PEOPLE are having sex well into their 80s, says Professor Agnes Higgins of Trinity College Dublin. Research in the US showed that half of over 60s were sexually active and Prof Higgins asks simply: "why would we be any different?"
A decrease in sexual desire as a normal part of the ageing process is a myth and simply "not true", says Prof Higgins, who is head of the School of Nursing and Midwifery and Associate Professor of Mental Health at Trinity.
There is no biological or physiological reason for a person's desire to engage in sex to diminish with age.
"There is a change with age," she admits, adding that both men a women go through physical changes in their sexual response but this can be countered with simple remedies.
But "lack of opportunity" caused by bereavement of the life partner is one reason why people aren't sexually active as they would want to be later in life.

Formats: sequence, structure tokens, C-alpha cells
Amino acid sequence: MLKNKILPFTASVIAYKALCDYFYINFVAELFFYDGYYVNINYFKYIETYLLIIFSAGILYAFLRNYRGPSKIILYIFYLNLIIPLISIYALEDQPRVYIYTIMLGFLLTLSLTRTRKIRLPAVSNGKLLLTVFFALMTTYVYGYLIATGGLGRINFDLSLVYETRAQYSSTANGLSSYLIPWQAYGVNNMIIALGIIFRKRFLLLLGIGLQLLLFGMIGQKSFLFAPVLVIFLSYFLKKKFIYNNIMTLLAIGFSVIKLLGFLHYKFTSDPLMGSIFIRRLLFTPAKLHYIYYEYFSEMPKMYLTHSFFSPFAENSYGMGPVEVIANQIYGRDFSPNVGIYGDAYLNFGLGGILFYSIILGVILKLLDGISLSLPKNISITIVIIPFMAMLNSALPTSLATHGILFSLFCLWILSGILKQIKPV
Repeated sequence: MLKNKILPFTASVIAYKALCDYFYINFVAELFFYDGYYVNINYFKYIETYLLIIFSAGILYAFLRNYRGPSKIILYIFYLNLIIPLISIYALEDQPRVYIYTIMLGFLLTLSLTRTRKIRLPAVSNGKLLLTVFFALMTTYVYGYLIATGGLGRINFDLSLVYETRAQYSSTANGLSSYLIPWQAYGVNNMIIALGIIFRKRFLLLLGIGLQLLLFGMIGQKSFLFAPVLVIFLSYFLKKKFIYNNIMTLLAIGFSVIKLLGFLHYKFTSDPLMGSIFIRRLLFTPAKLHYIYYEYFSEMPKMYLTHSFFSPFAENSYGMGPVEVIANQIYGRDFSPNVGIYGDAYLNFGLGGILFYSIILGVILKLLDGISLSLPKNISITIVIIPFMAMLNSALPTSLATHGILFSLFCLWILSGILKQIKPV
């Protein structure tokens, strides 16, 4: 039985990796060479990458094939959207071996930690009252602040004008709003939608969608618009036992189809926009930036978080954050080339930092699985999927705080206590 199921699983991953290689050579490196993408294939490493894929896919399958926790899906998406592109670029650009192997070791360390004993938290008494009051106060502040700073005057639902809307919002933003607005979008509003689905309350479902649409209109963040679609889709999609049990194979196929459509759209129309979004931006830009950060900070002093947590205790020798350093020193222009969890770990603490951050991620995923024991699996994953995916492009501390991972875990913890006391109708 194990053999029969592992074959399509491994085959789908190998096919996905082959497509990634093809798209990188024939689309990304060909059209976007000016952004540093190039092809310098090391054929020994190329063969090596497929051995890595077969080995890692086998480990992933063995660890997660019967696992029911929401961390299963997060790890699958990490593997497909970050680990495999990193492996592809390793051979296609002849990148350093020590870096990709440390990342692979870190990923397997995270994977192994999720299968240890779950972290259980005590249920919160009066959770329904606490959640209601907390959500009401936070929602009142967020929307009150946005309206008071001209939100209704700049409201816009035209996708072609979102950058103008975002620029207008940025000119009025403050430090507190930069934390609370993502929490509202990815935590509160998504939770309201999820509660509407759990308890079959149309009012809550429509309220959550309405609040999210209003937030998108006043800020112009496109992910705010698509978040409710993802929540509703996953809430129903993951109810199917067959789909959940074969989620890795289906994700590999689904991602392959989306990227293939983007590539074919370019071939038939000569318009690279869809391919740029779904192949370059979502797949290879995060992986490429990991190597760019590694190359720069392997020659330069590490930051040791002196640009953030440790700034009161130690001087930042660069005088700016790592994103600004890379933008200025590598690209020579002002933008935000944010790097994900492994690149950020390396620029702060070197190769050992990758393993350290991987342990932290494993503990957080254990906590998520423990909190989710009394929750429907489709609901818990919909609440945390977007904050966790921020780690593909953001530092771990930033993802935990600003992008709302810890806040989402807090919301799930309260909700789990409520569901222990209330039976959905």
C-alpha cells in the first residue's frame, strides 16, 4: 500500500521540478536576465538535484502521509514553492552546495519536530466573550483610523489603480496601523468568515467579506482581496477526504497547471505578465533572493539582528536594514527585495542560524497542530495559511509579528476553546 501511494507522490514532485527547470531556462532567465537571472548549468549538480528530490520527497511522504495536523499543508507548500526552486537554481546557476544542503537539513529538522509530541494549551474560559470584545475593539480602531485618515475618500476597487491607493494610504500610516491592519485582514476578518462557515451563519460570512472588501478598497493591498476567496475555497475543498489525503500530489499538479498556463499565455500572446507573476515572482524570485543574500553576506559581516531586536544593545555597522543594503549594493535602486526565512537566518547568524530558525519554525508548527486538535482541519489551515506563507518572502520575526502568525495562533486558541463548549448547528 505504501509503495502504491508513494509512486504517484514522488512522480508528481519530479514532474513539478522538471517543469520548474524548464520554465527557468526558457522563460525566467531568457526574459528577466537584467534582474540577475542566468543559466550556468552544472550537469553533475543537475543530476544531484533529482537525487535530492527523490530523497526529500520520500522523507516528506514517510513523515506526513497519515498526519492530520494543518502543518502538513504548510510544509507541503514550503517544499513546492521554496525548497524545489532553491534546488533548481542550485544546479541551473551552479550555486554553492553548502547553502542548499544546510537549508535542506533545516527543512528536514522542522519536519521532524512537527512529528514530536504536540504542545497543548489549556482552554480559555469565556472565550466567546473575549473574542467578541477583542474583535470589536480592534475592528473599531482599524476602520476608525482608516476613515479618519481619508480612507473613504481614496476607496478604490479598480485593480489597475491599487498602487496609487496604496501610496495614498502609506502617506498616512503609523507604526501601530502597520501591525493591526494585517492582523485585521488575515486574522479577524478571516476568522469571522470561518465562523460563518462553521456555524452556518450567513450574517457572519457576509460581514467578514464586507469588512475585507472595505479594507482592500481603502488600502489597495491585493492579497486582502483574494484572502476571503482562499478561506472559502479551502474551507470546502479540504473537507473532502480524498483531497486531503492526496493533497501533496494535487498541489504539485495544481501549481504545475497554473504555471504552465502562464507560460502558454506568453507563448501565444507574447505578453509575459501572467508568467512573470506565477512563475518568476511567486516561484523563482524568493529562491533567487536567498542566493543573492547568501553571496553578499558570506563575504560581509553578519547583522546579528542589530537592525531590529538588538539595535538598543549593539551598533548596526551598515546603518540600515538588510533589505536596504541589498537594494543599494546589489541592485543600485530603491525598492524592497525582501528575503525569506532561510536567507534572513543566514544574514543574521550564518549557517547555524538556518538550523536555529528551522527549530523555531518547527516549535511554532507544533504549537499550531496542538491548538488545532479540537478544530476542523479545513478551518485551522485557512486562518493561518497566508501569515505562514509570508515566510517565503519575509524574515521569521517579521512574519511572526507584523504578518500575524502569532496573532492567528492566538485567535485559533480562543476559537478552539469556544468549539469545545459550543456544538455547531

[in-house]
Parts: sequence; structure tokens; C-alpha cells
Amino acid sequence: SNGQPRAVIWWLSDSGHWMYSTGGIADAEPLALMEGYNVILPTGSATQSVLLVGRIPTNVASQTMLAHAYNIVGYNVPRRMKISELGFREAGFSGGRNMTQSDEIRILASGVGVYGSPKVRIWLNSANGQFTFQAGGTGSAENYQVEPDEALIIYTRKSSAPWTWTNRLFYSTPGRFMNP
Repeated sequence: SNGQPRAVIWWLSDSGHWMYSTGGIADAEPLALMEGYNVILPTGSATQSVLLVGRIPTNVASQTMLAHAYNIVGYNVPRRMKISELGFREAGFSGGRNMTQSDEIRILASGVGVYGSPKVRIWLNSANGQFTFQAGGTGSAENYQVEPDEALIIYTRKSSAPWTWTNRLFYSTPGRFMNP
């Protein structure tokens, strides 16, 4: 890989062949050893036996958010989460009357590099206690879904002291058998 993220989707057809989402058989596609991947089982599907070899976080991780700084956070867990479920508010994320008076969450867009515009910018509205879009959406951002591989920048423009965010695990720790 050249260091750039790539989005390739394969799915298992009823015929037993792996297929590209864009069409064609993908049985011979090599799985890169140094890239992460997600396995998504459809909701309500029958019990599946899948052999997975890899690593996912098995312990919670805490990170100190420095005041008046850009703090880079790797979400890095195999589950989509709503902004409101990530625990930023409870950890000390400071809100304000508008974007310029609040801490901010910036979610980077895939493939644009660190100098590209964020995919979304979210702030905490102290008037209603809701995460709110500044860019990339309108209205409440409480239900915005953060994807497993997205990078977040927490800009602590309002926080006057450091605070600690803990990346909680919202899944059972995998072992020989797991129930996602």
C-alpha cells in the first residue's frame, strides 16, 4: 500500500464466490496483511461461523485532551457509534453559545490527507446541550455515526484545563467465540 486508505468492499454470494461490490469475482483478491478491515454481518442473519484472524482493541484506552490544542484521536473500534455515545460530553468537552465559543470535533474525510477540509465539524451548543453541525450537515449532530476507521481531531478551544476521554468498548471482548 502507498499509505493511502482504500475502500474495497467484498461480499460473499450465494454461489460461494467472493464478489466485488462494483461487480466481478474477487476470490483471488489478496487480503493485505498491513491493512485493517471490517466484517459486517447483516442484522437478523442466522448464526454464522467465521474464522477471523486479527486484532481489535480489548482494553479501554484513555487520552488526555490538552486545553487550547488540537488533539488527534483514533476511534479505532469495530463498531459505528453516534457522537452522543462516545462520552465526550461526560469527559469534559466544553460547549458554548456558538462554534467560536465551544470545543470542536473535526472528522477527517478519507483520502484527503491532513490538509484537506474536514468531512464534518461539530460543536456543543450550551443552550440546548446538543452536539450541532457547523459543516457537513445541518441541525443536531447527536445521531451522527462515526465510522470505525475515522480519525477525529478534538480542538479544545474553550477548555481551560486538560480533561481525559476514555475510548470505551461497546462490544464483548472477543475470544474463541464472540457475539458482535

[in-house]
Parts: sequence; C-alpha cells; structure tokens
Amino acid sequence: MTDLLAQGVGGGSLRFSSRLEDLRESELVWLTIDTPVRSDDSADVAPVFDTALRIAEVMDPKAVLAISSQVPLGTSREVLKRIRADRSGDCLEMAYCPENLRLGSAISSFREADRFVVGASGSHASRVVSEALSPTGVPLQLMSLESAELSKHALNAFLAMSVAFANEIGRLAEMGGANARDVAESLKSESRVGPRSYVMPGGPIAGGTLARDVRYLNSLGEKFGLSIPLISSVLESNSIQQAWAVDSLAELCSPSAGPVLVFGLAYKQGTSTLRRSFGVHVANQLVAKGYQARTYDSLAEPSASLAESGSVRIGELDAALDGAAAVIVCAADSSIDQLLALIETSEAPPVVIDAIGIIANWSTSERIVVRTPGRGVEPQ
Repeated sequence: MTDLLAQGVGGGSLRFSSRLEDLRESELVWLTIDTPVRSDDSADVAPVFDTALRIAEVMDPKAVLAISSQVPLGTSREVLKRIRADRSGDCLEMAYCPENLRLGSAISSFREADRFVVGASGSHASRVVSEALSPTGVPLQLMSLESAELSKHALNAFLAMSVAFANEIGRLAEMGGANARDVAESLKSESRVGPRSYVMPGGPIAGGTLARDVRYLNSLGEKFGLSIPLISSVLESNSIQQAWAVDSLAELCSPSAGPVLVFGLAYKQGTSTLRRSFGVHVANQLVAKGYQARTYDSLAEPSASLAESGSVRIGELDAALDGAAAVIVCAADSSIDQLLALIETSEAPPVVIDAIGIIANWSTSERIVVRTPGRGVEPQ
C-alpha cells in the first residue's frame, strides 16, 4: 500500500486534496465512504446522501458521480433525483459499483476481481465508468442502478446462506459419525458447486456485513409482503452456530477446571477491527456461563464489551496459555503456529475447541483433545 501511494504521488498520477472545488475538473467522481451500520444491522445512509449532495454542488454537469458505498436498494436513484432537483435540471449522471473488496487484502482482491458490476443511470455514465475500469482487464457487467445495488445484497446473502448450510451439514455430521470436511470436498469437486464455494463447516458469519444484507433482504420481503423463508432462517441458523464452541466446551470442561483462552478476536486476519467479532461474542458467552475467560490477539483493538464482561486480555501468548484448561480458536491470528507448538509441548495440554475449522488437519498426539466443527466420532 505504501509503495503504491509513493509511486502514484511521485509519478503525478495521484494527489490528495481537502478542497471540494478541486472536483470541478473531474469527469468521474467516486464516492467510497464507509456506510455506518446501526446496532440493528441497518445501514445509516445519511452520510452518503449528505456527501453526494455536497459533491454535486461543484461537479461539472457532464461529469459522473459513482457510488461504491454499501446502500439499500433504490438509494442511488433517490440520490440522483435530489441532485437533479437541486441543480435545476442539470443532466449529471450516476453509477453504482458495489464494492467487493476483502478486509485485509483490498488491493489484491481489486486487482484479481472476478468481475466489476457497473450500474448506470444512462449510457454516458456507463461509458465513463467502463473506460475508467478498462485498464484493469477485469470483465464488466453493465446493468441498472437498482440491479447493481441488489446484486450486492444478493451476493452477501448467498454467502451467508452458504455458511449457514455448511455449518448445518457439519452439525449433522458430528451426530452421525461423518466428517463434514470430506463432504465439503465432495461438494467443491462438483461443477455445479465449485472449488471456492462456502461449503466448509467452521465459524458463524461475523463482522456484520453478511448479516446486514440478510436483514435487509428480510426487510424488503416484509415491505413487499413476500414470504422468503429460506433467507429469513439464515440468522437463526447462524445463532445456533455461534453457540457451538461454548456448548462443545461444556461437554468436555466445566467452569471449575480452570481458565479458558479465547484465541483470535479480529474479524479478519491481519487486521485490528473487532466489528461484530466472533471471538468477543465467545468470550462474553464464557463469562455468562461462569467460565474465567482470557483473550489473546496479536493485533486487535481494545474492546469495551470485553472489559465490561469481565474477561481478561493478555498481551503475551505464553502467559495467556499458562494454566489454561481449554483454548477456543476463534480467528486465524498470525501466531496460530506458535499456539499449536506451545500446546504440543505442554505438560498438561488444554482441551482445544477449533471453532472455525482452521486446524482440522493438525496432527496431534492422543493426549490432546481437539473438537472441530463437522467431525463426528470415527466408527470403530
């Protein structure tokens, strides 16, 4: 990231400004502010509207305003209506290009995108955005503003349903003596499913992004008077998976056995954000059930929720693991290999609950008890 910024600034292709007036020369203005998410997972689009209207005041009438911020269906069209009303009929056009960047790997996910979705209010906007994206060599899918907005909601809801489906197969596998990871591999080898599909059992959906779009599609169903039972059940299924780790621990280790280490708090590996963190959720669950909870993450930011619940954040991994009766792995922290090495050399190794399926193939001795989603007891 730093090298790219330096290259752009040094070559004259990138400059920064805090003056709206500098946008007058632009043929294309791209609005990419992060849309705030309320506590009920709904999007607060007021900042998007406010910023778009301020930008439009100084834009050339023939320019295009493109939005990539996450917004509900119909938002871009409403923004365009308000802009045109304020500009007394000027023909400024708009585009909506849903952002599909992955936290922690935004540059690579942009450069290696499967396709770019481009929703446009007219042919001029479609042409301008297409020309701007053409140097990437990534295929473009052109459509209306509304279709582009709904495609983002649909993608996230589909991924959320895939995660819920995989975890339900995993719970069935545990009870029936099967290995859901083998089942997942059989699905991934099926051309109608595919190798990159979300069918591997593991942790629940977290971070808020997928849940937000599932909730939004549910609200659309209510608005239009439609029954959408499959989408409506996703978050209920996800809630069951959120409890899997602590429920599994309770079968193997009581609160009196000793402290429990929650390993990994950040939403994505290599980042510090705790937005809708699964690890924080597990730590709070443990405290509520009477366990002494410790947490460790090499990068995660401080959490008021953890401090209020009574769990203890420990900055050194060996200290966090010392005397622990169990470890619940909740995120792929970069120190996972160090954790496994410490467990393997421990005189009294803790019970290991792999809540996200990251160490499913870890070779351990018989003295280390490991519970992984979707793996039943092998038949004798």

An internalised ageist value is another cause for a decrease in sexual activity as people feel they "shouldn't be having sex". Sex is portrayed as the preserve of youth in the media and older people are written out of research and sexual policy documents, says Prof Higgins.
Older people aren't mentioned in World Health Organisation documents on sexual health. Poor physical health, relationship issues, financial worries and body image concerns also contribute to a decrease in sexual engagement. The focus on older people and sexual health is often on dysfunction rather than desire. For men it's erectile dysfunction and for women it's post-menopause issues.
Prof Higgins thinks that people who are physically healthy and either dating or in secure relationships don't stop having sex at 60.
A change in personal and public opinion is what's needed to overcome the view that older people don't have sex. Older people should give themselves permission to enjoy sex and renew their relationships, she advises.
She also emphasised that not all older people are heterosexual and whilst there's an invisibility of them being sexually active, there is a complete invisibility around the older LGBT community.
Another important question to ask is "how are the intimacy and relationship needs" of people in nursing homes being met, states Prof Higgins.